Implications for Computer-Implemented Technologies
Whatever else judicial exception cases are about, they need not be about interpreting patent legislation so as to promote innovation, nor are they primarily concerned with pre-emption of the judicial exceptions. Clearly, patent practitioners in the computer arts should not exclusively rely on such arguments. Beyond this general observation, Sequenom can also help shape claim drafting approaches, as well as arguments regarding the eligibility of computer-implemented inventions based on other decisions, such as Alice.
In invalidating the patent at issue in Alice, Judge Thomas pointed out that the innovation claimed did not improve the operation of a computer or another area of technology.  This has sometimes been taken to mean that innovations that improve the operation of the computer or another area of technology are eligible for patent protection. Sequenom makes it clear that this is not necessarily the case. The innovation at issue in Sequenom was a profound breakthrough, allowing a dangerous and intrusive procedure, amniocentesis, to be replaced with a simple blood sample – undoubtedly a procedure that improved its area of technology. To distance arguments based on Judge Thomas’ decision in Alice from Sequenom, it may be helpful to argue that the particular computer-implemented invention claimed improves the operation of some kind of system or machine, such as a computer system, or a rubber mold.  Further, in drafting patent claims, it may be advisable to define the invention in terms of the improved operation of such system or machine.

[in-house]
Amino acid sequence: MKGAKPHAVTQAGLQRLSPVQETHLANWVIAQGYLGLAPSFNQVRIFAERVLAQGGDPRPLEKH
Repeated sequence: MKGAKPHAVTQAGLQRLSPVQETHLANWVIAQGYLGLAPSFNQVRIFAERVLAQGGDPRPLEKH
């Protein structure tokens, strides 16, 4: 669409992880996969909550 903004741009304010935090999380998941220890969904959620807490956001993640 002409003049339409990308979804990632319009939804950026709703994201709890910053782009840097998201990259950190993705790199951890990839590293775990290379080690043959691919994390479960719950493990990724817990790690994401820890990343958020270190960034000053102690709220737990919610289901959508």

Sequenom also reinforces the current position of the USPTO and its guidelines on subject matter eligibility.  In drafting these guidelines, the USPTO was handicapped by the failure of the courts to provide a justification for the judicial exceptions that consistently explains when patent claims define ineligible abstract ideas. Lacking such explanations or the authority to craft its own explanation, the USPTO has instead instructed examiners to reject claims as abstract ideas if and only if the claims cover subject matter that is similar to what the courts have determined to be abstract ideas. Sequenom provides a very clear example of why this approach is required, exemplifying the futility of principles when it comes to questions of subject matter eligibility.
Patents and patent applications are creatures of statute. In general, courts are obliged to interpret legislation to accomplish legislative objectives. In the case of the Patent Act, this legislative objective is to promote innovation.  Clearly, however, this legislative objective is of little assistance in identifying ineligible abstract ideas. Further, claims can define ineligible abstract ideas without pre-empting all applications of these abstract ideas. At present, no principles exist for accurately predicting patent eligibility. Given this absence of general principles, it is best to focus on specifics. For example, when drafting claims, it is best to draft patent claims with arguments in mind as to why the subject matter covered by the claims is materially different from subject matter determined to be ineligible in the case law.